The Movement Science Program prepares students for productive research careers in a variety of settings, including academia.

Michael Mueller foot lab. PT


The Movement Science Program offers training to investigate and improve movement impairments in people with chronic diseases such as stroke, diabetes, neuropathy, Parkinson disease, low back pain, hip disorders and obesity. Studies span the full spectrum of investigation levels, from fundamental discovery through clinical application.

Students are highly productive during their doctoral training, typically publishing five to six manuscripts during an average of 4.5 years. Our students have gone on to pursue postdoctoral fellowships, entry level faculty positions, and careers in industry.

An Interdisciplinary Approach

While the Movement Science Program is housed within the Program in Physical Therapy, it is an interdisciplinary program open to trainees from PT and non-PT backgrounds alike. The Program is unique in being an integral part of one of the world’s largest biomedical research institutions.

Students collaborate with multiple departments in the Washington University School of Medicine, as well as with colleagues in biomedical engineering, psychology, radiology, orthopaedic surgery, and biology. The environment at the Washington University Medical Center provides a strong infrastructure for such collaboration.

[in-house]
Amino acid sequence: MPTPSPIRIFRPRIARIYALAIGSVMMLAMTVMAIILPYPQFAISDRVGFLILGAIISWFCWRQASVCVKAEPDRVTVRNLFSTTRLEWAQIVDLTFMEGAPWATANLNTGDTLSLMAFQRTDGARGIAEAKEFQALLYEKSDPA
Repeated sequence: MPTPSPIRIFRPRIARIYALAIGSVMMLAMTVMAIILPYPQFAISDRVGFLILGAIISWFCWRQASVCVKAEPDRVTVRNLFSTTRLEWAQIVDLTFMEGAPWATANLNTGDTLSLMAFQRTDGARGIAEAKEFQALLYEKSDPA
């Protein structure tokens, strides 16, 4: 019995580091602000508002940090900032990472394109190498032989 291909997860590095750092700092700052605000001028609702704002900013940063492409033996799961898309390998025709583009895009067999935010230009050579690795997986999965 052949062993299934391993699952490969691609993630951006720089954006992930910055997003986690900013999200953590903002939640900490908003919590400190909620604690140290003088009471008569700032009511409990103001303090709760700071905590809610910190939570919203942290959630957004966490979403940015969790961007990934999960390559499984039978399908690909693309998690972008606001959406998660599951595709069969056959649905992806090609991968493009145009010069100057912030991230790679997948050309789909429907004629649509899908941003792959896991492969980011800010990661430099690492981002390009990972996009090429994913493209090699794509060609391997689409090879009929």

We utilize the expertise of outstanding researchers from diverse fields to create a world-class training experience built on a core of biocontrol, biomechanics, and bioenergetics.

Here at Washington University in St. Louis School of Medicine we are closely monitoring the global outbreak of coronavirus disease (COVID-19) as the situation continues to develop. Due to the way the virus has spread globally and within the U.S., the university has put new policies in place for the purpose of reducing the potential spread of Coronavirus.

Washington University in St. Louis School of Medicine is temporarily suspending all external observer activities, including prospective student visits.  We thank you for your understanding and apologize for any inconvenience this poses to your travel plans.  We will be in touch once external observer activities are permitted to resume. During this time, if you would like to schedule a virtual visit with faculty or staff please email